It is a sad occurrence but plant theft is a real thing all over the world from personal gardens through to botanic gardens and parks. When plant theft happens, the horticulturalists and scientists that put their hearts and souls into their work take it personally.
Although we have experienced minor plant theft from time to time it was discovered last week that a particular thief or thieves have gone to extreme lengths to remove and steal several endangered plants from our new Southern African Garden, officially opened in February this year. These aren't just any plants, they are like family to Garden staff and a living collection for visitors from all over the world to enjoy - some plants are part of Nationally registered collections that are priceless.
It seems the thieves planned the plant heist in stages. First loosening the roots, then returning to finish the job. Finally, they then placed leaves where the plants once stood, as a decoy to make it look like nothing was missing.
These aren’t just any plants –the Royal Botanic Garden Sydney is home to a priceless horticultural collection. The Garden is a living laboratory and home to vital plant science and conservation – it has been here for more than two centuries.
At least one species targeted in the theft last week is critically endangered, and possibly extinct in the wild.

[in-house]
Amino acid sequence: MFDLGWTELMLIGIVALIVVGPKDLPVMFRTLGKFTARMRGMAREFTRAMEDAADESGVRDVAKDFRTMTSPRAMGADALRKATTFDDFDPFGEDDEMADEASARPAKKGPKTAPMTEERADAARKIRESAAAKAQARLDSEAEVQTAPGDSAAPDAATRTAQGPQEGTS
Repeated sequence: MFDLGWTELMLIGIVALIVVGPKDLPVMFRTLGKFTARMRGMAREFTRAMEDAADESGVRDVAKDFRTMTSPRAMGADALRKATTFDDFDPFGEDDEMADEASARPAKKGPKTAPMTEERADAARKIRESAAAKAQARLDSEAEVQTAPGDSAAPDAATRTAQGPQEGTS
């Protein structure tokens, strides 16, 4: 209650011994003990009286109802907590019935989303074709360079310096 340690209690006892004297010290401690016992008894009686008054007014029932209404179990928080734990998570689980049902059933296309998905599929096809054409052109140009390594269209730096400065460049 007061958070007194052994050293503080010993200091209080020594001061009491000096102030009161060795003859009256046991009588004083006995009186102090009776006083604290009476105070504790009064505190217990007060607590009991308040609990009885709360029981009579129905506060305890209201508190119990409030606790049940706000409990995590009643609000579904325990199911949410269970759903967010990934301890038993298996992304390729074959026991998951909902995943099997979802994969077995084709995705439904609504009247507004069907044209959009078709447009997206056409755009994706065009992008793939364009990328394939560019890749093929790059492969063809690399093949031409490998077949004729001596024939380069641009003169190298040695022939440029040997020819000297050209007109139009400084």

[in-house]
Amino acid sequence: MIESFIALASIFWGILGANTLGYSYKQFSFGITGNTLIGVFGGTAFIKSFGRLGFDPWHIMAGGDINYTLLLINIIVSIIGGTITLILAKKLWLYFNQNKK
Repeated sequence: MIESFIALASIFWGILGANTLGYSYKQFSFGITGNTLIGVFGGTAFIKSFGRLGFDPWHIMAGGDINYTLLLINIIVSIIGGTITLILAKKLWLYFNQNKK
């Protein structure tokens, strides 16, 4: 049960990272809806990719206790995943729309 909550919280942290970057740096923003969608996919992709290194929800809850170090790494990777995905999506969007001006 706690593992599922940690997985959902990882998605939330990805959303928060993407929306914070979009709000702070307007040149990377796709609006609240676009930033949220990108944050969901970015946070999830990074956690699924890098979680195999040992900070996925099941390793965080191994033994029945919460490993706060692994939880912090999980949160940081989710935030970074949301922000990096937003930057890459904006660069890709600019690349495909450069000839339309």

Plant theft is illegal and thefts carry heavy penalties. Any person that tries to remove, uproot or causes damage to any tree or other vegetation, or any part of any tree or other vegetation is guilty of an offence – this includes taking cuttings of plants within the Garden. When plant thieves strike, they are very likely to get caught or captured on CCTV.
To help us spread the word about the most recent theft, Mike Dalton from Channel 9 News visited the Garden to learn more about what can only be described as a heist. Watch the clip below to hear about the plant heist from Dr Dale Dixon, the Curator Manager of the Garden, and NSW Environment Minister Gabrielle Upton.
Our living collections are for the enjoyment and education for over five million visitors annually. We encourage everyone to be respectful and mindful that other people come to see our Gardens.
As Dale mentioned in the clip, particular plants for your own enjoyment are propagated and sold by the Foundation & Friends Growing Group and they have a great range of native and exotic, rare, hard-to-find and endangered species. Or if you are after something very specific you can visit your local nursery or check out what is available on eBay.